1. Pre-heat oven to 180 deg C.
  2. Heat 2 tbsp grapeseed oil in a large pot, brown the chicken marylands on all sides. Transfer to a large baking dish.
  3. In the same pot, add the rehydrated lily flowers and black fungus with their soaking liquid, water chestnuts, ginger, dark soya sauce, oyster sauce, garlic, sugar and chinese rice wine. Bring to the boil. Take the sauce off the heat and pour over the chicken in the baking dish. Cover with foil and transfer in the oven, cook for 45 minutes or until the chicken is done.
  4. When cooked thru, transfer the sauce back to the pot, leaving the chicken in the baking dish. If the sauce is thick, add more chinese rice wine to thin it down (don’t worry about the alcohol content, most of it will evaporate!). Bring to the boil and simmer until it has reduced to a gravy consistency (it can take up to 20 minutes). In the meantime, place the chicken under the grill, to crisp up the skin.
  5. Serve with rice and sautéed Chinese greens, with gravy on the side.
Same dish with chicken this time. It looks drier because Someone took the gravy away....

Same dish with chicken this time. It looks drier because Someone took the gravy away….

Pandan Tapioca Pearl Pudding

Ok, this is not a Chinese dessert per se. It is a very popular sweet dish from Malaysia and has been a favourite of ours for years. Similar to the coconut tapioca pearls dessert, this version uses pandan leaves which gives it a distinctive flavour ( best described as jasmine, baked bread and toasted coconut all rolled into one). Used widely in SE Asia, these leaves also grow in the Pacific islands but for some reason the locals would rather weave mats and hats with them rather than cook with them.  It wasn’t until we landed in Australia that I found the leaves for sale at the markets as well as pandan essence in a bottle. The latter has a much stronger flavour than the leaves, and is generally dyed green (not sure why, probably for dramatic effect in cakes ?) It is best to use the essence sparingly, a drop at a time, according to taste.

Pandan tapioca pudding

Serves 12, as dessert


500g tapioca pearls

500g palm sugar, crushed

1 cup (250ml) coconut milk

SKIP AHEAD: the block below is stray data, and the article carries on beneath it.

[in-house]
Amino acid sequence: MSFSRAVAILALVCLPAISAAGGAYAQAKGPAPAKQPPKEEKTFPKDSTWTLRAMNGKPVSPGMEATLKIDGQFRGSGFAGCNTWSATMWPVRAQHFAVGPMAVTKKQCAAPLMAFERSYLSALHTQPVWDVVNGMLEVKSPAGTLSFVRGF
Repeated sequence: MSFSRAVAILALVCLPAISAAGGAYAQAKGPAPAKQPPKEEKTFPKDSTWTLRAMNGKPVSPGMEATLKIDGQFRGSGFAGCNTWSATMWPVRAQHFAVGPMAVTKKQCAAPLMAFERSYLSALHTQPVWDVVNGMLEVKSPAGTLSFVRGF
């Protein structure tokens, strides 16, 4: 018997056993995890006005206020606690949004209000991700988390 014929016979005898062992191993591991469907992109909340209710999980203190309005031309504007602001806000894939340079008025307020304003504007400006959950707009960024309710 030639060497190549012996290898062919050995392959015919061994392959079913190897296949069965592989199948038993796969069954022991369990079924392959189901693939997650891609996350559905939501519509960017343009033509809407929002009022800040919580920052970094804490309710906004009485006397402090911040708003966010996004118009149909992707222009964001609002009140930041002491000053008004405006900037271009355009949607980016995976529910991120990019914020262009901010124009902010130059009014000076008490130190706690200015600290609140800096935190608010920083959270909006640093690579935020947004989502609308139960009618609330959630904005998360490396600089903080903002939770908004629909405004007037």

3 pandan leaves

1-2 tsp pandan essence (to taste)

A pinch of salt

  1. In a saucepan, boil water, fill with tapioca pearl and cook over medium heat until translucent. Stir occasionally to prevent it from sticking at the bottom.
  2. Remove from heat. Strain and rinse away excessive starch.
  3. Scoop the tapioca pearls into small serving bowls or cups. Set aside.
Now you know why they are called pearls. Looks like jewels!

Now you know why they are called pearls. Look like jewels!

  1. Cook the coconut milk on medium heat with the pandan leaves and a pinch of salt. Stir constantly ensuring it doesn’t overboil. When cooked, take off the heat, remove the pandan leaves, add pandan essence a drop at a time until you reach the desired colour and flavour intensity ( some of our guests like it very strong!) Set aside to cool.
  2. In a small saucepan, melt the palm sugar with a little water to obtain a thick brown syrup.
  3. Once the tapioca is cool enough. Pour the pandan coconut milk over it, followed by the palm sugar syrup. Serve at room temperature. It can be kept covered in the fridge for a day.
Puddings waiting for the final drop of sugar syrup.

Puddings waiting for the final drop of sugar syrup.

Rockpool, Sydney

Sydney – February 24, 2015
One of the best things about cruising is meeting so many different people from all over the world, and all walks of life. Encounters have occurred at the beach when playing with the kids, in chandlery shops while looking for boat parts, and naturally in yacht club bars swapping fishing/boating stories. Friendships have been formed sometimes instantly, mostly facilitated by having children as a common denominator. Other times, the “bonding” process was more gradual, like when you realise that you have been sharing the same anchorages with the same boats, and after waving at the crew while passing with the dinghy, one day you decide to stop by and have a chat.
Then you have special circumstances, like the Atlantic Rally for Cruisers (ARC) , which we joined over 3 years ago and suddenly provides you with over 1000 potential new friends! We met a few crew, ending up befriending about a dozen people (actually double that if you count all the kids involved!). All of us crossed the Atlantic Ocean together and met again at the other end, in St Lucia. Some kept us company in the French Caribbeans for a whole season while others with a cruising schedule tighter than ours continued on.